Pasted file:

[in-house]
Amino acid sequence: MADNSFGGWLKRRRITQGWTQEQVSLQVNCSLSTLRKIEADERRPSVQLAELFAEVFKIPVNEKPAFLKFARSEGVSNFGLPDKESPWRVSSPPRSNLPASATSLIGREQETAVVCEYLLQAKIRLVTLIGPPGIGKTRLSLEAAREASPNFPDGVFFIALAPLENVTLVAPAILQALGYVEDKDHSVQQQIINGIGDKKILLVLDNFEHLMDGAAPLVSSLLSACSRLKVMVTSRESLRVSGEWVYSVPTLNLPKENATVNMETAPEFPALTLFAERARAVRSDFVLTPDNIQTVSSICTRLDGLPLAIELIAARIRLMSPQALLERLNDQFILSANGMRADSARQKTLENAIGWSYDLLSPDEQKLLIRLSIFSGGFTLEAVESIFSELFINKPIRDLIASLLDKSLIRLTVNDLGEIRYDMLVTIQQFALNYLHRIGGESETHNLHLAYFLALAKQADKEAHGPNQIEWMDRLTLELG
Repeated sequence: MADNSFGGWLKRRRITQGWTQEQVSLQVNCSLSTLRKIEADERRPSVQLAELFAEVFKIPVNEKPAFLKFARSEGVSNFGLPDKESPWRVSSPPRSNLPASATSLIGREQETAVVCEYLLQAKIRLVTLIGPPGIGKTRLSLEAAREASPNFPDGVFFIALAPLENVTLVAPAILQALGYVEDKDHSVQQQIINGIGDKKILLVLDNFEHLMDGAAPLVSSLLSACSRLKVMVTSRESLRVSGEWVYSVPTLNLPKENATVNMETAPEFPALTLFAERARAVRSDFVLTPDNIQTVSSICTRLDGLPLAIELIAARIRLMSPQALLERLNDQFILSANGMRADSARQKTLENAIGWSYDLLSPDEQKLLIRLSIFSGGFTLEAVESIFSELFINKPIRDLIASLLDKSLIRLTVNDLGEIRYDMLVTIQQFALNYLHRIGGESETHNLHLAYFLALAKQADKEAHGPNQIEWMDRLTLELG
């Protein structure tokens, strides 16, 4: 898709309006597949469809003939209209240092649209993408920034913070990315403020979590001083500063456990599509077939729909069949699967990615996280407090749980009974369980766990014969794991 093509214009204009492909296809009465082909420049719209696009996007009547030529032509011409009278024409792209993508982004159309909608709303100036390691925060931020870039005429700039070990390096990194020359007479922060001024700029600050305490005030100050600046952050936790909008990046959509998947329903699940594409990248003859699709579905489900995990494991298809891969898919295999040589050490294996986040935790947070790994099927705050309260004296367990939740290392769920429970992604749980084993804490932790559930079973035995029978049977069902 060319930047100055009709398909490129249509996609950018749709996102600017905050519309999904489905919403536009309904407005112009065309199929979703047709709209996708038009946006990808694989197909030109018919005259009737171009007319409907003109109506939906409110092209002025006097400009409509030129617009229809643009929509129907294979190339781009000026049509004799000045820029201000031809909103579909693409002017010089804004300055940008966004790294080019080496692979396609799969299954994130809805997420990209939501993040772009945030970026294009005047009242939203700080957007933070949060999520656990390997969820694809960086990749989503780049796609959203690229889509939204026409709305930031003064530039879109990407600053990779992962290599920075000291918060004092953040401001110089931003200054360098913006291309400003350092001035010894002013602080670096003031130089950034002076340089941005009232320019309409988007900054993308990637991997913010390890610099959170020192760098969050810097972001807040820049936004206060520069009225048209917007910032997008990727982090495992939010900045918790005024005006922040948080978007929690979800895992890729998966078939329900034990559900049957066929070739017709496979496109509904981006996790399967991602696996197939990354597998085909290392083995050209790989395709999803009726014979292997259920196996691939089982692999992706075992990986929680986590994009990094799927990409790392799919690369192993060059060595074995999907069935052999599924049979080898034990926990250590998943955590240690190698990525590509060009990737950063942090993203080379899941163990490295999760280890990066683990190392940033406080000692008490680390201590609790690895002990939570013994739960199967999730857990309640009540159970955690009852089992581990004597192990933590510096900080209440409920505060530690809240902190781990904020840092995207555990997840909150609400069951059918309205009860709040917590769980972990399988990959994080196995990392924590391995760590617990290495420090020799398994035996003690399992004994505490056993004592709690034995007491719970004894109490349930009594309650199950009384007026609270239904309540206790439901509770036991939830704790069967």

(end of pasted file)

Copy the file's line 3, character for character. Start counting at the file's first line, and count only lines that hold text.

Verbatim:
Repeated sequence: MADNSFGGWLKRRRITQGWTQEQVSLQVNCSLSTLRKIEADERRPSVQLAELFAEVFKIPVNEKPAFLKFARSEGVSNFGLPDKESPWRVSSPPRSNLPASATSLIGREQETAVVCEYLLQAKIRLVTLIGPPGIGKTRLSLEAAREASPNFPDGVFFIALAPLENVTLVAPAILQALGYVEDKDHSVQQQIINGIGDKKILLVLDNFEHLMDGAAPLVSSLLSACSRLKVMVTSRESLRVSGEWVYSVPTLNLPKENATVNMETAPEFPALTLFAERARAVRSDFVLTPDNIQTVSSICTRLDGLPLAIELIAARIRLMSPQALLERLNDQFILSANGMRADSARQKTLENAIGWSYDLLSPDEQKLLIRLSIFSGGFTLEAVESIFSELFINKPIRDLIASLLDKSLIRLTVNDLGEIRYDMLVTIQQFALNYLHRIGGESETHNLHLAYFLALAKQADKEAHGPNQIEWMDRLTLELG